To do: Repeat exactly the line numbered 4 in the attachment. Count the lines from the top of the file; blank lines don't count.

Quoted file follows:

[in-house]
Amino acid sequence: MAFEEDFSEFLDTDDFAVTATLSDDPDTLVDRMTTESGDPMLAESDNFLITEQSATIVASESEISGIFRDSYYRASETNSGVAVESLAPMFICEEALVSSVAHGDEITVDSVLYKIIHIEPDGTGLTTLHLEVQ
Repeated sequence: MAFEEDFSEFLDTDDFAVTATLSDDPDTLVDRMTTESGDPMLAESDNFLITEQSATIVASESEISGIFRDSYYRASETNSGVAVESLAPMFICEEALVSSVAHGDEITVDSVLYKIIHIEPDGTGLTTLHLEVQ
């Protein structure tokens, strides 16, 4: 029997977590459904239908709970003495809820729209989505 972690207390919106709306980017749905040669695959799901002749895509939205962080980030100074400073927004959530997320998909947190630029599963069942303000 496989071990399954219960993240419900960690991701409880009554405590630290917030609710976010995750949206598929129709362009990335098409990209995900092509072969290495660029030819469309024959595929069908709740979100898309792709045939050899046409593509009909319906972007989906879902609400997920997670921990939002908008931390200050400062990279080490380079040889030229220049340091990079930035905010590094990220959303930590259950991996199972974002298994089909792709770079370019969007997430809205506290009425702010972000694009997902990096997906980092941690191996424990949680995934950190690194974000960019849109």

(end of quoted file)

């Protein structure tokens, strides 16, 4: 029997977590459904239908709970003495809820729209989505 972690207390919106709306980017749905040669695959799901002749895509939205962080980030100074400073927004959530997320998909947190630029599963069942303000 496989071990399954219960993240419900960690991701409880009554405590630290917030609710976010995750949206598929129709362009990335098409990209995900092509072969290495660029030819469309024959595929069908709740979100898309792709045939050899046409593509009909319906972007989906879902609400997920997670921990939002908008931390200050400062990279080490380079040889030229220049340091990079930035905010590094990220959303930590259950991996199972974002298994089909792709770079370019969007997430809205506290009425702010972000694009997902990096997906980092941690191996424990949680995934950190690194974000960019849109």